Cats have an incredibly acute sense of hearing. Like an anatomical satellite dish turning to pick up a signal, the feline outer ear, or pinna, rotates 180 degrees to locate and identify the faintest of sounds. They also rely on their vestibular apparatus, a sense organ located deep within the inner ear, for their remarkable sense of balance.
A feline’s ears are an essential asset, but they are also extremely delicate. Just like our ears, our furry friends’ can become infected. If left untreated, ear infections can progress to swelling of the cat’s ear canal, skin infections, deafness, or even facial paralysis.
So, how do you know if your cat has an ear infection? In this short guide, we’ll cover 7 cat ear infection symptoms to look out for.
#1 Excessive Scratching
If you notice your cat is scratching or pawing at their ears more often than normal throughout the day, it may be a sign of an ear infection.
Ear infections in cats can develop in the skin lining of your cat’s ears, causing pain, discomfort, and irritation. Ear infections may also cause excess wax build-up. This build-up provides a place for bacteria and yeast to grow, which can become quite itchy for your furry friend.
However, oftentimes an ear infection in cats is a secondary condition to a larger health problem. In some cases, excessive scratching may be a result of ear mites—the culprit behind more than half of all cat ear infections. These mites can also cause:
- Black discharge
- Head shaking
Beyond ear scratching, your cat may also start rubbing their ears with their back feet or against the floor or furniture. Since cats don’t have the same digit dexterity as humans, they often rely on rubbing to scratch persistent itches. While it’s cute every now and then, cat parents should take note of frequent rubbing, pawing, and scratching at the ears, as it could be a sign of an ear infection that’s causing irritation and itchiness.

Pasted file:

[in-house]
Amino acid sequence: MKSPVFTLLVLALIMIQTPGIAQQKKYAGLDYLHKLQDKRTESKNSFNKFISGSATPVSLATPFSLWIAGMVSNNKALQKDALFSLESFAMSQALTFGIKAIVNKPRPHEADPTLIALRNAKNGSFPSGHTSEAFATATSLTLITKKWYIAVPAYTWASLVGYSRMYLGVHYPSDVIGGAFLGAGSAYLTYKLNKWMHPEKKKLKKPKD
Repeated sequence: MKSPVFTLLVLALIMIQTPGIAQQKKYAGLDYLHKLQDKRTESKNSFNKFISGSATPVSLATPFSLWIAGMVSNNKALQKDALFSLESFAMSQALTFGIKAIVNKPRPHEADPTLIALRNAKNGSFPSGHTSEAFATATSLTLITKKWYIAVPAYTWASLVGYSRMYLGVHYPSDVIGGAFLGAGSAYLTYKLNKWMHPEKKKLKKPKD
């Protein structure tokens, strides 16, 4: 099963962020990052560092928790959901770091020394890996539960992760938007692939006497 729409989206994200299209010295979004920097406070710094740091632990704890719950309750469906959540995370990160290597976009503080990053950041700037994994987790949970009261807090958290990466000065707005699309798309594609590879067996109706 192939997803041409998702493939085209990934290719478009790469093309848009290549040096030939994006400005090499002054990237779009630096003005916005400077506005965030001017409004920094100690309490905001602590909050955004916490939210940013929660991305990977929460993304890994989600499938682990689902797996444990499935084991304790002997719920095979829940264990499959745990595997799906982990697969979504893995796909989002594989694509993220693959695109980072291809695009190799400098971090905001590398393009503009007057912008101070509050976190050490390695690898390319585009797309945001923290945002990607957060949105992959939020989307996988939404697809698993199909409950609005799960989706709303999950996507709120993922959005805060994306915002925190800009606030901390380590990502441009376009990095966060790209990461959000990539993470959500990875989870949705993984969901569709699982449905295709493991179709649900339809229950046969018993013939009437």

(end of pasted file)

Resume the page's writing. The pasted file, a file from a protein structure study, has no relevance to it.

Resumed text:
Your cat may also resort to rubbing if their ear infection is due to foreign bodies becoming stuck in their ear canal. These foreign bodies can be anything from pollen to wax build-up.
However, ear rubbing isn’t always a symptom of feline ear infections. In fact, allergic reactions are quite common in cats and can also lead to ear irritation and itchiness. Common cat allergens include:
- Insect bites
If you believe your cat is experiencing an allergic reaction, consult your veterinarian. They’ll be able to assess the condition, rule out an ear infection, and prescribe the appropriate ear and allergy medication.
#3 Head Shaking
Like scratching and rubbing, head shaking is also a potential sign that your cat has an ear infection. Although occasional head shaking is normal, if you notice that your cat is continually pausing their mid-day play session to shake their head back and forth, you may be dealing with an ear infection.
In some cases, cats feel a clogging sensation during an ear infection. If you’ve ever experienced an ear infection yourself, you may recall feeling like there was water in your ears. To address this sensation, your instinct (and your cat’s) is likely to shake the “water” out.
However, head shaking won’t alleviate the discomfort. So, if you notice your cat shaking their head excessively, you should contact your vet, as this could be a sign of inflammation—a common cat ear infection symptom.
In other cases, excessive head shaking may indicate that something is lodged in your cat’s ear, causing discomfort or inflammation. If left untreated, a foreign body in your cat’s ear can also lead to infection.
Ear infections often lead to inflammation—a localized and painful condition that you may be able to identify at home. If the inside of your cat’s ears is inflamed, you’ll notice:
- Heat emanating from the ears
The most common cause of feline ear inflammation is otitis externa, a type of ear infection that affects the external ear canal. When the cells that line the canal become inflamed, it can extend to your cat’s ear flap, causing pain, itchiness, and visible redness.